Bread redux: Don't throw out those stale loaves
In our home, the start of the New Year represents a fair amount of house cleaning. It's an opportunity to pare down and give away unused or outgrown clothing, toys and objects. In the kitchen it means cleaning the refrigerator and cupboards, discarding items with passed use-by dates and refreshing the spice cabinet. It's a cathartic ritual our family knows well and in which everyone participates. They also know that when they are tossing out old food, under no circumstances are they allowed to throw out the stale bread. Neither should you.
Days or even a week old, stale bread is the faded belle of glorious loaves past: golden-hued breads, piping hot from the oven, furiously steaming when broken apart, simply yet luxuriously dressed with a pad of butter or a drizzle of olive oil. The aroma and pleasure of eating freshly baked bread is sublime and fleeting.
Once the fragrant loaves are exposed to air and cool down, they begin to lose their moisture, drying out and hardening as time passes. Within a day or two, the steamy fresh loaf is looking more like a has-been, banished to the corners of the bread tin or the back of the refrigerator, ignored or forgotten.
But before you consider using that wedge of week-old sourdough as a doorstop or smashing yesterday's baguette into bird food, have another think. Stale bread still has a few culinary tricks up its sleeve. Not only are these tricks sensible and frugal; they also are smart and delicious.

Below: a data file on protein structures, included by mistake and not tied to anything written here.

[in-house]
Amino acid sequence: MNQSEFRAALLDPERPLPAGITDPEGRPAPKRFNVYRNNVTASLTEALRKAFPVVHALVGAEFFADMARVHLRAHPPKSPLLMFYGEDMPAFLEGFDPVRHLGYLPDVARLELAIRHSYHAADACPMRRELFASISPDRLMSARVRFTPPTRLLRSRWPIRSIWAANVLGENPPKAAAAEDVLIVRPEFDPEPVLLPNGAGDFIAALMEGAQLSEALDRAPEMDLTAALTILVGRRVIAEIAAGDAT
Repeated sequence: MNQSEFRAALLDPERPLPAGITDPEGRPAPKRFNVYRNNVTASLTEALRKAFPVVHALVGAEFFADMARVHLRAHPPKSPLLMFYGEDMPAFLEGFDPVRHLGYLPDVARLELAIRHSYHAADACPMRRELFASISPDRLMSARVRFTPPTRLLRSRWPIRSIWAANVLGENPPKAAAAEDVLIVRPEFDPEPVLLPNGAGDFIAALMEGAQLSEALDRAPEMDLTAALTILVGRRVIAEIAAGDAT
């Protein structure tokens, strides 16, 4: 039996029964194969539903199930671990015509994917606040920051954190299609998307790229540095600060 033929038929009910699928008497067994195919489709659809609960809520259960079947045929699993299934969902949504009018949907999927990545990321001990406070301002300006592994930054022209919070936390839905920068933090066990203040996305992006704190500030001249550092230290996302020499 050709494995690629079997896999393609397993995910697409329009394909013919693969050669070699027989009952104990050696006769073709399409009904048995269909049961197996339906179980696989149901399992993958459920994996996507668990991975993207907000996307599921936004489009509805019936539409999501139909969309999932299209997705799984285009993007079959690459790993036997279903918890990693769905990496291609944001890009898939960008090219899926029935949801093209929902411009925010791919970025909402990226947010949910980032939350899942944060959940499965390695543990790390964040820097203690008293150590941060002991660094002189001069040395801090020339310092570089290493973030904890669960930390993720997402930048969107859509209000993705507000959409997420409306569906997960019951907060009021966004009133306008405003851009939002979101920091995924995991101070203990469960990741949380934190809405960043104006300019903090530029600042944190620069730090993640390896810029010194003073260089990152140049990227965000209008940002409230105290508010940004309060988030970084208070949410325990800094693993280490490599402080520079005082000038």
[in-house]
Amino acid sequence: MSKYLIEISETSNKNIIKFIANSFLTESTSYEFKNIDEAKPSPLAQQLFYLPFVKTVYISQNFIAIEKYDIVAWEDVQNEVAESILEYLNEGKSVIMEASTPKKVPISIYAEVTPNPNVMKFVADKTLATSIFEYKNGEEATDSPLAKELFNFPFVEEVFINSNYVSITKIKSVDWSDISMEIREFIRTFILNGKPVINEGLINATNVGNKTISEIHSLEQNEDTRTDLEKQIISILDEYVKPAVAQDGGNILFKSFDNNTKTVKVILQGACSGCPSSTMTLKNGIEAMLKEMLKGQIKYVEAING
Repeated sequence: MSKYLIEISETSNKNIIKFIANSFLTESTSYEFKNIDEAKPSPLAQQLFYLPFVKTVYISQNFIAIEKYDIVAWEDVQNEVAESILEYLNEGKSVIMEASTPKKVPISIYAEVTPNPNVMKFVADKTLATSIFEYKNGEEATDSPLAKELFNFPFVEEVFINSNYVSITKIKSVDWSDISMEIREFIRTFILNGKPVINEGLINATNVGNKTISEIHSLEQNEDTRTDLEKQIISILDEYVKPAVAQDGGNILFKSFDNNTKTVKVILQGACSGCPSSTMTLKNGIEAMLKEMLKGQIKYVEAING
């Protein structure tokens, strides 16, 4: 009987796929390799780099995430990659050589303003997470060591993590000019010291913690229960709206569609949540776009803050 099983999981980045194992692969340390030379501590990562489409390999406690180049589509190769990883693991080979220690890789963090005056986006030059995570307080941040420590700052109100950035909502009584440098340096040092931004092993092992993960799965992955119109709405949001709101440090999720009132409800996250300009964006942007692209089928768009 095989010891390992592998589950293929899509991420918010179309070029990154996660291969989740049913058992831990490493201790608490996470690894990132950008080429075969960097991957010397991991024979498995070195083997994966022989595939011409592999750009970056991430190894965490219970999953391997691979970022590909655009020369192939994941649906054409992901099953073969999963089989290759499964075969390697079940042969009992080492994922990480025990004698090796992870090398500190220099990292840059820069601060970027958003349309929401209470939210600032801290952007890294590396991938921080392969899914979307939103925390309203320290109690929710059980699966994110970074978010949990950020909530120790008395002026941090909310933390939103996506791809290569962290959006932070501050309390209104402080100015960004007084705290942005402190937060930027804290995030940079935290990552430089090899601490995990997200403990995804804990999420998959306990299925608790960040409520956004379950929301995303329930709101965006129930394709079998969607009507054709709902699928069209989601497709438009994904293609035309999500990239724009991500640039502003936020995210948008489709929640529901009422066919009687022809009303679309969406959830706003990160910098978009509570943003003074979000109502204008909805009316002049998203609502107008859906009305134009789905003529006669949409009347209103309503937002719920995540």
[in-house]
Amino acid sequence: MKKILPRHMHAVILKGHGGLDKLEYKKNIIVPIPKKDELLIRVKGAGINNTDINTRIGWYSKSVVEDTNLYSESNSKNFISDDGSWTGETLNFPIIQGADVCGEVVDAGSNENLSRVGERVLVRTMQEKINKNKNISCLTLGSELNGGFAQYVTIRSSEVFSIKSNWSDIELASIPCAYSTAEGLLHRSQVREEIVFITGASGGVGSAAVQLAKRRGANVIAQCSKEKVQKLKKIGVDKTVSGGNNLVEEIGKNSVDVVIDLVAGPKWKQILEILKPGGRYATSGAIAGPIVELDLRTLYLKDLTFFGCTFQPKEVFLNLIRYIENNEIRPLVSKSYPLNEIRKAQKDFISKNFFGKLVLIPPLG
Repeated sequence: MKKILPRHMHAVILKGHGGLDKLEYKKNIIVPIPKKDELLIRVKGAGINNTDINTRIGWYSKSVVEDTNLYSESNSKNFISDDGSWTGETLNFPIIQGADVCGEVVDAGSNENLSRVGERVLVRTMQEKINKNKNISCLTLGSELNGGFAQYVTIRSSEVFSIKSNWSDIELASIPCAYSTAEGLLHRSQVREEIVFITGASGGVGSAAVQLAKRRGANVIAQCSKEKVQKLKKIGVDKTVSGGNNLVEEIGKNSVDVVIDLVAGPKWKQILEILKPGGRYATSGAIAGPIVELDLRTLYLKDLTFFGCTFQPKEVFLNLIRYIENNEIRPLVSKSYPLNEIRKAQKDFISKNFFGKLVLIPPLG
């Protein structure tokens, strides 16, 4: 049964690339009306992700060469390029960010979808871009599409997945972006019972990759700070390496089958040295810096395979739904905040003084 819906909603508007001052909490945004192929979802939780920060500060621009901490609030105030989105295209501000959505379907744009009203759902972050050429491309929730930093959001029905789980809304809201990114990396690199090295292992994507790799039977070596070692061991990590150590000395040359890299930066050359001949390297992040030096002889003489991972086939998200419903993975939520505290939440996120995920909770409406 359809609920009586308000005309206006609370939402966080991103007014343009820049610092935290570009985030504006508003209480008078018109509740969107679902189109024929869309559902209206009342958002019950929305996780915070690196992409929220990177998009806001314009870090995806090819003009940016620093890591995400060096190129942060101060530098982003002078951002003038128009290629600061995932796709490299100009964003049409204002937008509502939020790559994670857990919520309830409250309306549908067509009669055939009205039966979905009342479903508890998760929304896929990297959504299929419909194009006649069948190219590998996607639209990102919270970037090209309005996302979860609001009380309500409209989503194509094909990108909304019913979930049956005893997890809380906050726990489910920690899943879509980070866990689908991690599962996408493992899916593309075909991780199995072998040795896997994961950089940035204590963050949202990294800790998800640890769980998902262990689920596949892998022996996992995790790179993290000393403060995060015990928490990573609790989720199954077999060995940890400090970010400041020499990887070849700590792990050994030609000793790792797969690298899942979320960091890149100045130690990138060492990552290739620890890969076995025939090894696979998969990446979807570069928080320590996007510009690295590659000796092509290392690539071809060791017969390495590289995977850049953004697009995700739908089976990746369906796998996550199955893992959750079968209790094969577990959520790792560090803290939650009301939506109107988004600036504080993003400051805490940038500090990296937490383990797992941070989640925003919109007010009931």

Perhaps nothing showcases the opportunities for dried bread better than European cuisine. Daily bread is a table staple in Europe and the Mediterranean, and you can be sure that old bread is never wasted. And why should it be? For every cuisine that embraces bread you will find recipes that deliciously incorporate dry, day-old bread.
Without stale bread we wouldn't have toast, puddings, trifles and stuffings, which would spell tragedy for British cuisine. Italian panzanella salad without stale bread would be a mere tomato salad. How would we gratinee cheese in French onion soup without a crouton to grate it on? And a baked strata without any bread to absorb and elevate the eggs to a crusty breakfast souffle might be mistaken for a frittata.
Of course these might be fine dishes without any bread at all, but what truly defines them and captivates us is the comforting squidginess of stale bread gallantly absorbing or providing a vessel for the juices, flavors, custards and cheese in dishes we love.
So don't throw out that old bread just yet. It's the new year, after all — a time for renewal, recycling and a second chance. Pull out the fondue pot, slice dry baguettes into crostini or crumble them into breadcrumbs.
If you are undecided or simply too busy recovering from the holidays, freeze any old bread in a zip-close bag until it can be put to use. After all, when it comes to bread, sometimes the best things in life are stale.